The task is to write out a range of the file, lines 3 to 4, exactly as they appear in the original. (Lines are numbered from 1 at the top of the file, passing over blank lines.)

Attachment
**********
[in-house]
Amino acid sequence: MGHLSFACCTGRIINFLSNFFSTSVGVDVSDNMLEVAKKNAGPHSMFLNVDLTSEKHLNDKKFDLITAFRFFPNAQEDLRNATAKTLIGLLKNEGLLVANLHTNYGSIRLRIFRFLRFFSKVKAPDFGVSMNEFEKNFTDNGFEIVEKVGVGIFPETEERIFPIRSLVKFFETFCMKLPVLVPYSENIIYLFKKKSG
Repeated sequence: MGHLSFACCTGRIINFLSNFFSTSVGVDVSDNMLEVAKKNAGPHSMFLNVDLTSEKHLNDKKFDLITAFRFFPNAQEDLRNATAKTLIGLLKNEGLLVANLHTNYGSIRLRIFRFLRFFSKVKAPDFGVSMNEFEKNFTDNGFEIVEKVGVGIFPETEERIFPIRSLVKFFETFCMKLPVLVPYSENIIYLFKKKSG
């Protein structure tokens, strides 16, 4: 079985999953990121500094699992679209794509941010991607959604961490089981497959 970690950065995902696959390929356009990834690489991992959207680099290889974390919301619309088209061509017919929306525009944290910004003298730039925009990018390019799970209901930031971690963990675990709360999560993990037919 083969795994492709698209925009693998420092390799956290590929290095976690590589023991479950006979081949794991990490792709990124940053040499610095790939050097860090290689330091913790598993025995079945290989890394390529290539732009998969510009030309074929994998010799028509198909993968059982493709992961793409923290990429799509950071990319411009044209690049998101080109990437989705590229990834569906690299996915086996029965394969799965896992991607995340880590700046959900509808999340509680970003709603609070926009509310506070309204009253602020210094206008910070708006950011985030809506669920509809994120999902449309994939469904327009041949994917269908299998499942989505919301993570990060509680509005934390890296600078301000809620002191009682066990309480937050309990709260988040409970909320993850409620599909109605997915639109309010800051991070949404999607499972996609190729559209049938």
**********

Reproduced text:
Repeated sequence: MGHLSFACCTGRIINFLSNFFSTSVGVDVSDNMLEVAKKNAGPHSMFLNVDLTSEKHLNDKKFDLITAFRFFPNAQEDLRNATAKTLIGLLKNEGLLVANLHTNYGSIRLRIFRFLRFFSKVKAPDFGVSMNEFEKNFTDNGFEIVEKVGVGIFPETEERIFPIRSLVKFFETFCMKLPVLVPYSENIIYLFKKKSG
């Protein structure tokens, strides 16, 4: 079985999953990121500094699992679209794509941010991607959604961490089981497959 970690950065995902696959390929356009990834690489991992959207680099290889974390919301619309088209061509017919929306525009944290910004003298730039925009990018390019799970209901930031971690963990675990709360999560993990037919 083969795994492709698209925009693998420092390799956290590929290095976690590589023991479950006979081949794991990490792709990124940053040499610095790939050097860090290689330091913790598993025995079945290989890394390529290539732009998969510009030309074929994998010799028509198909993968059982493709992961793409923290990429799509950071990319411009044209690049998101080109990437989705590229990834569906690299996915086996029965394969799965896992991607995340880590700046959900509808999340509680970003709603609070926009509310506070309204009253602020210094206008910070708006950011985030809506669920509809994120999902449309994939469904327009041949994917269908299998499942989505919301993570990060509680509005934390890296600078301000809620002191009682066990309480937050309990709260988040409970909320993850409620599909109605997915639109309010800051991070949404999607499972996609190729559209049938």